Wednesday, May 20, the 141st day of 2020. There are 225 days left in the year.

Today’s Highlight in History:

On May 20, 1961, a white mob attacked a busload of Freedom Riders in Montgomery, Alabama, prompting the federal government to send in U.S. marshals to restore order.

On this date:

In 1506, explorer Christopher Columbus died in Spain.

In 1873, Levi Strauss and tailor Jacob Davis received a U.S. patent for men’s work pants made with copper rivets.

In 1899, taxi driver Jacob German was pulled over and arrested by a police officer riding a bicycle for speeding down Manhattan’s Lexington Avenue in his electric car at 12 miles an hour at a time when the speed limit was 8 mph; it was the first recorded speeding arrest in U.S. history.

In 1927, Charles Lindbergh took off from Roosevelt Field on Long Island, New York, aboard the Spirit of St. Louis on his historic solo flight to France.

In 1932, Amelia Earhart took off from Newfoundland to become the first woman to fly solo across the Atlantic. (Because of weather and equipment problems, Earhart set down in Northern Ireland instead of her intended destination, France.)

In 1939, regular trans-Atlantic mail service began as a Pan American Airways plane, the Yankee Clipper, took off from Port Washington, New York, bound for Marseille, France.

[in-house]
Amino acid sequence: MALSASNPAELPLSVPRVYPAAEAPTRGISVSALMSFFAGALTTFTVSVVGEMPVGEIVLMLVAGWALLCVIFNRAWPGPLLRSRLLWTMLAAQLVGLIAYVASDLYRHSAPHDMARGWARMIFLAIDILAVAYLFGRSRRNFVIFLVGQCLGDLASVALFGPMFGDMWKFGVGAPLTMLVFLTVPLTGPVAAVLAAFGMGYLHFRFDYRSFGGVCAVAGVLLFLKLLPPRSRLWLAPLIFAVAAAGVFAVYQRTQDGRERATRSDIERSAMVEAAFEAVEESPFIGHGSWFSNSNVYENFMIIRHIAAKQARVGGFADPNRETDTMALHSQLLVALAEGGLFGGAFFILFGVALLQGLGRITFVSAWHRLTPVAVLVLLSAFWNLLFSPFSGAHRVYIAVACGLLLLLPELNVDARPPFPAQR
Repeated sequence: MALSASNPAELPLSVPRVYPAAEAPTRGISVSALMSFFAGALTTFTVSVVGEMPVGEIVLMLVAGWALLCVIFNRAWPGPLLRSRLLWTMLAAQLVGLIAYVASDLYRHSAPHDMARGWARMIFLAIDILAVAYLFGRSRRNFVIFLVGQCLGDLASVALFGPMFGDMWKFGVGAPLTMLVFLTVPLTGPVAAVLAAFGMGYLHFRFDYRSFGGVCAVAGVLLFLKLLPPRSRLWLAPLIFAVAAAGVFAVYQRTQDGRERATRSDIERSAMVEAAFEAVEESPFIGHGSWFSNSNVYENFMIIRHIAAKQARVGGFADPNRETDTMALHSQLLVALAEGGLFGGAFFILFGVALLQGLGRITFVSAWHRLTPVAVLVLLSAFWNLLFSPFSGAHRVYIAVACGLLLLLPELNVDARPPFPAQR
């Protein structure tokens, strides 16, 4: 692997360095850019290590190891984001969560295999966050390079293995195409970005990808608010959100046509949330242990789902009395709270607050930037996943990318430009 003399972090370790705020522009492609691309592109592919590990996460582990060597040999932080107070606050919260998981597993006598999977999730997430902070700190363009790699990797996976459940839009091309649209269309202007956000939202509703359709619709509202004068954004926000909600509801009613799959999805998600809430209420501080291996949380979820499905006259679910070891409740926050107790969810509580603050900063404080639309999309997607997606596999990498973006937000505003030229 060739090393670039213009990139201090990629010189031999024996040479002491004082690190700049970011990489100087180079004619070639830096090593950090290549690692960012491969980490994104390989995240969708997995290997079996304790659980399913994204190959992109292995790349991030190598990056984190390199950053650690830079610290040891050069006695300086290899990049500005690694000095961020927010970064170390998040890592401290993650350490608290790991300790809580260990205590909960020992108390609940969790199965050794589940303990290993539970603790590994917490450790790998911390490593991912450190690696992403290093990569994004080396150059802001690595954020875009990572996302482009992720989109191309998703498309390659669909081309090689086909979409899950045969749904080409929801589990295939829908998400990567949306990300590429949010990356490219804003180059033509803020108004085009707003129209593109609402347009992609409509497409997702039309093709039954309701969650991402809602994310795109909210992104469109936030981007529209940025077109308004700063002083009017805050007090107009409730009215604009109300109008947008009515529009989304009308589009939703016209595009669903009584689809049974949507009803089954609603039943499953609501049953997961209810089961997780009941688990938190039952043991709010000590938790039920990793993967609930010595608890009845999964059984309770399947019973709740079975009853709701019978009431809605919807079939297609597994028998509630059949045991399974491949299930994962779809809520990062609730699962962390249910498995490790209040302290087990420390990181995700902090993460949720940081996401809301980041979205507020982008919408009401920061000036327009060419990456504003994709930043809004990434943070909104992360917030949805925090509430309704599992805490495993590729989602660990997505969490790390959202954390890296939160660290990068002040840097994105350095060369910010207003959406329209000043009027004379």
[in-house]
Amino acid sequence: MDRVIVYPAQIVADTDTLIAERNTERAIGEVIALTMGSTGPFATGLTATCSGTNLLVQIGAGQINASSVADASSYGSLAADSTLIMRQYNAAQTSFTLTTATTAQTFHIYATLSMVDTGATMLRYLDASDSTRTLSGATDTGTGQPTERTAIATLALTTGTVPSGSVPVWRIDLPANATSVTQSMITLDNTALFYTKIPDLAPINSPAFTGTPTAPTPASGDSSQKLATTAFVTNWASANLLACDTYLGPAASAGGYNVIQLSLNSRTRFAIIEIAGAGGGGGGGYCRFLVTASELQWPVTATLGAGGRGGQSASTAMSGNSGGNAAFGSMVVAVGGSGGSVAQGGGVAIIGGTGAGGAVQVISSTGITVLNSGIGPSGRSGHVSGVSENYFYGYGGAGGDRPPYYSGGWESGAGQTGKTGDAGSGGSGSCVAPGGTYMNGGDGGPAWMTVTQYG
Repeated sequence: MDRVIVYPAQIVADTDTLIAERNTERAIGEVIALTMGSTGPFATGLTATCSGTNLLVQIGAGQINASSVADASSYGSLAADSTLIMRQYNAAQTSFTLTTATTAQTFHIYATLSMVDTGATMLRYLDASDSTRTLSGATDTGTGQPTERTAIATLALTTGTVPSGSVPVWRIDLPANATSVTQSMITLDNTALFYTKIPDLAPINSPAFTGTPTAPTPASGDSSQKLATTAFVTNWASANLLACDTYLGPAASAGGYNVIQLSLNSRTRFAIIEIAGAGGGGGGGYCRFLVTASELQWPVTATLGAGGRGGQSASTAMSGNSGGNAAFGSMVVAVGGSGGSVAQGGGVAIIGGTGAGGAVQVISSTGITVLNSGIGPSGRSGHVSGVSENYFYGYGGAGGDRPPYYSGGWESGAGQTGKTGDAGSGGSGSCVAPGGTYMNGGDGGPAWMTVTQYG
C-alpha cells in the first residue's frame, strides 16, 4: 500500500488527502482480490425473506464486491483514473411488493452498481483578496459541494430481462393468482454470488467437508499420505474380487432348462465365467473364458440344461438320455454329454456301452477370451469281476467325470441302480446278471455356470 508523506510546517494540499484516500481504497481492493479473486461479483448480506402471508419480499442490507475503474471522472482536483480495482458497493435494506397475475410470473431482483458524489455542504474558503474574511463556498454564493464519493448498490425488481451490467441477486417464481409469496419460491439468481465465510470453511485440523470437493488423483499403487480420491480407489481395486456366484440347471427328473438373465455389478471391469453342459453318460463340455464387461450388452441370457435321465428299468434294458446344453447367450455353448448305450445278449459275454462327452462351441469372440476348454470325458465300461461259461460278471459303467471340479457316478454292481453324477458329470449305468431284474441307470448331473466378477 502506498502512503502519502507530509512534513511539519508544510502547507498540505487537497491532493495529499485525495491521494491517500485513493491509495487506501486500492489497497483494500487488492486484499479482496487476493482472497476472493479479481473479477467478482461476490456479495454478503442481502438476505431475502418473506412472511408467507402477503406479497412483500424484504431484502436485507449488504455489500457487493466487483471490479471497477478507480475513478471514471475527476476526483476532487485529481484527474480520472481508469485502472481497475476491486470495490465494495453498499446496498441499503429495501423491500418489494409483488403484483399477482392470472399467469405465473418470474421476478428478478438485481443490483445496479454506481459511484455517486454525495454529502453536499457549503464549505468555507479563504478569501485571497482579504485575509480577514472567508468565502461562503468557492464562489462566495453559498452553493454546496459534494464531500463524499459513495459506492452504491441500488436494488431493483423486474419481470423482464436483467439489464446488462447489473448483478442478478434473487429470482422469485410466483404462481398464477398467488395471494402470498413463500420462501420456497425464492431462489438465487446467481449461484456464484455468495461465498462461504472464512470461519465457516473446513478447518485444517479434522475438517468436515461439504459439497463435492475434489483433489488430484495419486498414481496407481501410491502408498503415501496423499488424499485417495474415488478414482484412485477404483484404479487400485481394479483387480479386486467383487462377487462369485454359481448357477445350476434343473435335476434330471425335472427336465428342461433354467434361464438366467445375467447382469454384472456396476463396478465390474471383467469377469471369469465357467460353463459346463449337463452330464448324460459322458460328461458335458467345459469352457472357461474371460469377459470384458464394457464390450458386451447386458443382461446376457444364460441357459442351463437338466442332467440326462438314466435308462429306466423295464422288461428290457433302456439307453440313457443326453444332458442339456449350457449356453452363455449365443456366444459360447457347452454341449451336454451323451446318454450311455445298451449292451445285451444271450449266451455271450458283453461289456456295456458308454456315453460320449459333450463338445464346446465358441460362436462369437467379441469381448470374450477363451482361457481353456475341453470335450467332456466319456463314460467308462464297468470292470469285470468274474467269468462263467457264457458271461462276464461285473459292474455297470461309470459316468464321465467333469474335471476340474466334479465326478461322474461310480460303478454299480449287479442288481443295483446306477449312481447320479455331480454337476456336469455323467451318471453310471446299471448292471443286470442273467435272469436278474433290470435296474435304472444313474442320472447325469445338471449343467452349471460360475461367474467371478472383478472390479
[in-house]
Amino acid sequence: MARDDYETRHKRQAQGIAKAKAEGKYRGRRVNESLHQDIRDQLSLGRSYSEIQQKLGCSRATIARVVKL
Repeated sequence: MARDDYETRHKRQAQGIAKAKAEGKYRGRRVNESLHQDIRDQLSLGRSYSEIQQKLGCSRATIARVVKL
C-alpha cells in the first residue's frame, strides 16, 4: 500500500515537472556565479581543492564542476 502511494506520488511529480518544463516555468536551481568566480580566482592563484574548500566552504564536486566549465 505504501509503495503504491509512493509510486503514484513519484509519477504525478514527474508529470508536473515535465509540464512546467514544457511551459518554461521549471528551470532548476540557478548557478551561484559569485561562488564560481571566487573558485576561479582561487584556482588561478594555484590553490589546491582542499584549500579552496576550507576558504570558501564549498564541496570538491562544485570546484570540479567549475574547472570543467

In 1948, Chiang Kai-shek (chang ky-shehk) was inaugurated as the first president of the Republic of China (Taiwan).

In 1956, the United States exploded the first airborne hydrogen bomb over Bikini Atoll in the Pacific.

In 1959, nearly 5,000 Japanese-Americans had their U.S. citizenships restored after choosing to renounce them during World War II.

In 1985, Radio Marti, operated by the U.S. government, began broadcasting; Cuba responded by attempting to jam its signal.

In 1995, President Bill Clinton announced that the two-block stretch of Pennsylvania Avenue in front of the White House would be permanently closed to motor vehicles as a security measure.

In 2009, suspended NFL star Michael Vick was released after 19 months in prison for running a dogfighting ring to begin two months’ home confinement.

Ten years ago: Under pressure following security lapses, retired Navy Adm. Dennis Blair resigned as national intelligence director. Mexican President Felipe Calderon took his opposition to a new Arizona immigration law to the U.S. Congress, telling lawmakers it ignored “a reality that cannot be erased by decree.” Floyd Landis admitted for the first time that he was guilty of doping for several years before being stripped of his 2006 Tour de France title.

Five years ago: Four of the world’s biggest banks — JPMorgan Chase, Citigroup’s banking unit Citicorp, Barclays and the Royal Bank of Scotland — agreed to pay more than $5 billion in penalties and plead guilty to rigging the currency markets. Islamic State extremists captured the ancient desert city of Palmyra (pahl-MEER’-uh) in central Syria, a stunning triumph for the group only days after it had captured the strategic city of Ramadi in Iraq. Mary Ellen Trainor, 62, a character actress and philanthropist who’d appeared in “The Goonies” and “Lethal Weapon” films, died in Montecito, California.